By Laura McAlister
Jeremy Downey is no stranger to competition.
He played on the 1992 University of Alabama national championship football team, though he admits he wasn’t one of the standout players.
He said his time on the team did prepare him for the pressures of his job today. Jeremy is owner and chef of Bistro V in Vestavia Hills, along with business partner Emily Tuttle.
Jeremy will be one of four competitors in this year’s Iron City Chef set for July 21 at Jefferson State Community College. The newcomer to this year’s Vestavia Rotary Club fundraiser hopes the competitive skills he learned on the field as well as his background will give him a leg up in the contest.
The Bayou LaBatre native said there is a lot of competition when it comes to fine dining in Birmingham, but he hopes Bistro V can stand out in the downtown strip of Vestavia Hills near City Hall, where many eateries are geared to casual, express dining.
“We’re trying to make this a good place for Vestavia,” Jeremy said. “It’s casual upscale dining. We have fresh seasonal food, which you used to have to go downtown to get.
“This is a place you can wear your jeans and T-shirt – just please wear shoes – or you can dress up. It’s open for all.”
Bistro V originally opened seven years ago under the name City Diner. The late Jennifer Claborn was the owner then, and Jeremy had recently moved to Birmingham with his wife to be the chef there. The couple now have two children.
After Jennifer’s death, the restaurant closed. It reopened two years ago under the ownership of Jeremy and Emily.
“We gave it a facelift,” Jeremy said of the interior. “We worked in more seasonal foods, fresh vegetables, seafood.”
Seafood is a staple at Bistro V and in Jeremy’s family. With Snapper Grabbers next door to the bistro, you can bet the fish is fresh at the restaurant. Jeremy said they get all their seafood from Snapper Grabbers, which brings in fresh seafood from the Gulf.
Jeremy serves a fish of the day as well as a risotto of the day.
“I sometimes wake up in the morning thinking about what the fish of the day will be,” he said. “I love it that much. Then a kid or two jumps on my head.”
Growing up in the coastal village of Bayou LaBatre, Jeremy knows his seafood. He said his family often had crawfish boils, and it’s the food he grew up eating that he craves most.
While he learned lots from his father, who was the cook in his family, he also learned while working in college.
Jeremy doesn’t have a degree in cooking, but he has lots of experience.
He said it started with Alabama football.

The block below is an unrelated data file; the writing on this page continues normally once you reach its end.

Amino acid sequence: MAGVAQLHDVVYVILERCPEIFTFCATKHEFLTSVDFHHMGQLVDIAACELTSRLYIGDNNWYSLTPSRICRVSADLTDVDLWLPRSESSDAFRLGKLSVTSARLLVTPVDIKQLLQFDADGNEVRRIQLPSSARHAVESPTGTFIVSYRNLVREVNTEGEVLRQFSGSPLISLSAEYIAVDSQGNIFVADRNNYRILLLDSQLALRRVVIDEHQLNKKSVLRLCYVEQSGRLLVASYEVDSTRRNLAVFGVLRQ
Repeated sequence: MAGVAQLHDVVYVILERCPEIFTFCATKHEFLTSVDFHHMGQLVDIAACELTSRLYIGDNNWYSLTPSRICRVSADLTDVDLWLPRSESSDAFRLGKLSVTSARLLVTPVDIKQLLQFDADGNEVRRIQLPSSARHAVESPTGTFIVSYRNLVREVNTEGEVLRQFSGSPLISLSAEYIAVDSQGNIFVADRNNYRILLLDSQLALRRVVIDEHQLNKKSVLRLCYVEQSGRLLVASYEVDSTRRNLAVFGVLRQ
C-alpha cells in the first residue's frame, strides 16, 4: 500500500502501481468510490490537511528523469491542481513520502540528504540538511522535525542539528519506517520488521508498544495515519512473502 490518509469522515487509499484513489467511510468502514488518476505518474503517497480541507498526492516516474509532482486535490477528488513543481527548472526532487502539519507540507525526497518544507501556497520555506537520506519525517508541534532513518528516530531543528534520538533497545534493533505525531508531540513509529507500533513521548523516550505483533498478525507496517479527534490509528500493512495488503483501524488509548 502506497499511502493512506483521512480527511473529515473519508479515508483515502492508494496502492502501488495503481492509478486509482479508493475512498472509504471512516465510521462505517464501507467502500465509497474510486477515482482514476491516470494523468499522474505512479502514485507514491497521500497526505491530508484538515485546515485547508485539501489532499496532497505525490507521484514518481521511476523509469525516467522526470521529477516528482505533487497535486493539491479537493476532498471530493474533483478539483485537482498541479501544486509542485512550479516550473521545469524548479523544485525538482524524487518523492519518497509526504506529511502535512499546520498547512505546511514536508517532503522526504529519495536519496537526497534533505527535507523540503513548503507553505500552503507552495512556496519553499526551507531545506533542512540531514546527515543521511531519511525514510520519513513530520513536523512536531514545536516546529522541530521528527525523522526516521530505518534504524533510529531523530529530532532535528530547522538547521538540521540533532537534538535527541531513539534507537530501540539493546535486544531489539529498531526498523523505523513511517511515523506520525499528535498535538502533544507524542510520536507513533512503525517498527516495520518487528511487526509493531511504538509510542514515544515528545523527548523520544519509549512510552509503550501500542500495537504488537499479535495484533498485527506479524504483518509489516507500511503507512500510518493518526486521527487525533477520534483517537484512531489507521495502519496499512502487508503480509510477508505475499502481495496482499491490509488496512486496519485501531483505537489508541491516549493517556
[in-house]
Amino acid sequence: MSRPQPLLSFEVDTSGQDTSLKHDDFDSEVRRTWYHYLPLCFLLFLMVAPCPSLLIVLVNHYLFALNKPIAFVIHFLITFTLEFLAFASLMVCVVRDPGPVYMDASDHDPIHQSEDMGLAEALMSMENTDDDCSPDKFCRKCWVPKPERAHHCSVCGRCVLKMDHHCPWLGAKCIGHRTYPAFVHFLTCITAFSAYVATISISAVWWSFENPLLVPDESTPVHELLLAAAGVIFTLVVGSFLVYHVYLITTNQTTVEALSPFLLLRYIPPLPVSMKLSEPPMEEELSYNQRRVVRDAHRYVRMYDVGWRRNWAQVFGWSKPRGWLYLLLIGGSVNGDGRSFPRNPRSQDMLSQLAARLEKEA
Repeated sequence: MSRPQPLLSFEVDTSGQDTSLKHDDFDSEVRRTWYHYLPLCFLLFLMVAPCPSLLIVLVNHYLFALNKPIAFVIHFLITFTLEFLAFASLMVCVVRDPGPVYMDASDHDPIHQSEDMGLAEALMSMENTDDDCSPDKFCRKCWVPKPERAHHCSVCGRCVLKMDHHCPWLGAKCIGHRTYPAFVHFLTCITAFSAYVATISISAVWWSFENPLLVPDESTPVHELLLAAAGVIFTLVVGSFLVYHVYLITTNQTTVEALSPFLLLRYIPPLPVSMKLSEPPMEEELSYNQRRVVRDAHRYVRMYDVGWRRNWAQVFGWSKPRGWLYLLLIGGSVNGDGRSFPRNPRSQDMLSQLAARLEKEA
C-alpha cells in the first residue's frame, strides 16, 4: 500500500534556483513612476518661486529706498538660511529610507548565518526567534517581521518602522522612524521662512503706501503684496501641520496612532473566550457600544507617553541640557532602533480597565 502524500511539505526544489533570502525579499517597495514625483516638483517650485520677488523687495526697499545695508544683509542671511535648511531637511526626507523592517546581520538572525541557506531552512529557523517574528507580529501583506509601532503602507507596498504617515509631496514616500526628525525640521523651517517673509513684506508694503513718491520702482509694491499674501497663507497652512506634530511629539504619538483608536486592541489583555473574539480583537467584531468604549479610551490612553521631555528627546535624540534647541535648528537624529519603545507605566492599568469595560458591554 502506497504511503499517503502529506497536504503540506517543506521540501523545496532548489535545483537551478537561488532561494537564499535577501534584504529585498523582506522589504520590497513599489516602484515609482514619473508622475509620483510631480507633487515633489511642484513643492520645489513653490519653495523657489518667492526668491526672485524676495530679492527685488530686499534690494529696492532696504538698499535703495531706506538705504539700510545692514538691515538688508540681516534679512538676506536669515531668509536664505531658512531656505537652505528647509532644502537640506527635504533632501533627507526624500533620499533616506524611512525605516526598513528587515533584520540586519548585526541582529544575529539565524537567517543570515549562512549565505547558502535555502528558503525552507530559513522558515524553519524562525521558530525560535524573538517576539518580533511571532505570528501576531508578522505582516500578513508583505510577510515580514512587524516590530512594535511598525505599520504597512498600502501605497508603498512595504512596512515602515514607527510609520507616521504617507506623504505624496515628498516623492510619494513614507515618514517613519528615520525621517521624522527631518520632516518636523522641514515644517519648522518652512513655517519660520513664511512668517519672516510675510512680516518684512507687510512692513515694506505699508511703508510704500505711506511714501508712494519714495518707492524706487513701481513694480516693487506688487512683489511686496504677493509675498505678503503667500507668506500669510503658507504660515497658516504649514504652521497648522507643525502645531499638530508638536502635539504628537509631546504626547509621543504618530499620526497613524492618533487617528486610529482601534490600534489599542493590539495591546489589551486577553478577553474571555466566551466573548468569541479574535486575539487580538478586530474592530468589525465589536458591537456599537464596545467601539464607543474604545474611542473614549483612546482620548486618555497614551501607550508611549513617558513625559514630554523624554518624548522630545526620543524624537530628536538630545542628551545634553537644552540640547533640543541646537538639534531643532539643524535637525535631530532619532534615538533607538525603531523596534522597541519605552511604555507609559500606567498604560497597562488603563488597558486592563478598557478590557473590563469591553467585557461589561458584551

“There’s a lot of pressure in a restaurant,” he said. “Then I think about football. It took a lot of discipline. We practiced three times a day in the heat.
“I try to think about those days when I’m in the kitchen, and we’re slammed.”
While in Tuscaloosa, he worked at several restaurants. From those experiences, the English major learned his passion wasn’t so much words but food.
He moved to California and worked for a few five-star restaurants there and then went on to Washington, D.C., where he worked at famous restaurants like Vidalia’s and Zaytinya.
“That was a Middle Eastern restaurant,” Jeremy said of the latter. “It seats 400, so when it’s really busy here, I look back at that and think, OK, this isn’t that bad.”
Bistro V seats about 65 and is open Tuesday-Saturday for lunch and dinner and Sunday for brunch.
Iron City Chef
Sell-out crowds for the past three Iron City Chef Cook-Offs enjoyed gourmet dishes prepared by the chefs and students at the Jefferson State Culinary and Hospitality Institute, a festive atmosphere and a silent auction featuring fine art and other major items.
An ample wine tasting, featured by Western Supermarkets, is a favorite event of the evening.
When: July 21, 6 p.m.
Where: Jefferson State Culinary and Hospitality Institute Shelby Campus off Valleydale Road by Spain Park High School
Participants: In addition to Bistro V’s Jeremy Downey, also competing are Angela Schmidt with Chef U, Cliff Holt with Little Savannah and Haller Magee with Satterfield’s. Each of the four chefs will prepare an entree and dessert of their choice for about 300 dinner guests, who will vote on their two favorites to meet in the finals.
Proceeds benefit the local Rotary Club District Disaster Relief Fund, the Vestavia Hills math and debate teams and Rotary International’s End Polio Now and Clean Water for the World projects.
Tickets: $55 each. Buy them at www.rotarytoast.org or through a member of the Vestavia Rotary Club or Vestavia Hills debate or math team.
1 link chorizo
1 fish filet, quartered
1 cup cooked rice with saffron threads (save stock)
1 T. corn
1 T. sweet peppers
Chopped garlic and shallots
Salt and pepper
Sauté garlic and shallots, adding chorizo, mussels, shrimp, shrimp and fish. Add saffron stock and a splash of white wine. Then add corn, peppers and fresh herbs. Sauté for 3-4 minutes, covered. Season with fresh herbs and salt and pepper to taste. Serve in bowls over rice and garnish with green onions.